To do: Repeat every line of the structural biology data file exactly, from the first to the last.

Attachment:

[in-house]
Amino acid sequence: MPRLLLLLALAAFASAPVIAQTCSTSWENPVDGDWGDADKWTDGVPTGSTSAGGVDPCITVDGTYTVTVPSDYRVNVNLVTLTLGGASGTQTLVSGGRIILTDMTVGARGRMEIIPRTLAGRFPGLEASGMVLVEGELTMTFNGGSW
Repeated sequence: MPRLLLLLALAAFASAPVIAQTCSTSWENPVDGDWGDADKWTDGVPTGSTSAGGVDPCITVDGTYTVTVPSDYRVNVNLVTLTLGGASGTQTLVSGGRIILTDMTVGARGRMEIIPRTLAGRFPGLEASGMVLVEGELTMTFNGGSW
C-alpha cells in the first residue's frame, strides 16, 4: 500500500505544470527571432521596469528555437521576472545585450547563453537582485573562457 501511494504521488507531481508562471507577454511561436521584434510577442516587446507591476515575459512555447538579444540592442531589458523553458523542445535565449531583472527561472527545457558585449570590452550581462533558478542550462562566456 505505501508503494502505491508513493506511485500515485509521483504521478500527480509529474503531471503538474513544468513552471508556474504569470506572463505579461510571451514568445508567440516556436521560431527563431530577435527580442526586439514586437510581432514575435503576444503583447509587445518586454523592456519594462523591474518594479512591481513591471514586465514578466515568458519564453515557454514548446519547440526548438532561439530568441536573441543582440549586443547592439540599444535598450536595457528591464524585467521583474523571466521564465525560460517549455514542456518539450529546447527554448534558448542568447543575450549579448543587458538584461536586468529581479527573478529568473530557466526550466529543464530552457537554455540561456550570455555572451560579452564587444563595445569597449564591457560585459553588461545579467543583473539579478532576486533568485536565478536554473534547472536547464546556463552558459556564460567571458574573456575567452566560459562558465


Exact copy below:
[in-house]
Amino acid sequence: MPRLLLLLALAAFASAPVIAQTCSTSWENPVDGDWGDADKWTDGVPTGSTSAGGVDPCITVDGTYTVTVPSDYRVNVNLVTLTLGGASGTQTLVSGGRIILTDMTVGARGRMEIIPRTLAGRFPGLEASGMVLVEGELTMTFNGGSW
Repeated sequence: MPRLLLLLALAAFASAPVIAQTCSTSWENPVDGDWGDADKWTDGVPTGSTSAGGVDPCITVDGTYTVTVPSDYRVNVNLVTLTLGGASGTQTLVSGGRIILTDMTVGARGRMEIIPRTLAGRFPGLEASGMVLVEGELTMTFNGGSW
C-alpha cells in the first residue's frame, strides 16, 4: 500500500505544470527571432521596469528555437521576472545585450547563453537582485573562457 501511494504521488507531481508562471507577454511561436521584434510577442516587446507591476515575459512555447538579444540592442531589458523553458523542445535565449531583472527561472527545457558585449570590452550581462533558478542550462562566456 505505501508503494502505491508513493506511485500515485509521483504521478500527480509529474503531471503538474513544468513552471508556474504569470506572463505579461510571451514568445508567440516556436521560431527563431530577435527580442526586439514586437510581432514575435503576444503583447509587445518586454523592456519594462523591474518594479512591481513591471514586465514578466515568458519564453515557454514548446519547440526548438532561439530568441536573441543582440549586443547592439540599444535598450536595457528591464524585467521583474523571466521564465525560460517549455514542456518539450529546447527554448534558448542568447543575450549579448543587458538584461536586468529581479527573478529568473530557466526550466529543464530552457537554455540561456550570455555572451560579452564587444563595445569597449564591457560585459553588461545579467543583473539579478532576486533568485536565478536554473534547472536547464546556463552558459556564460567571458574573456575567452566560459562558465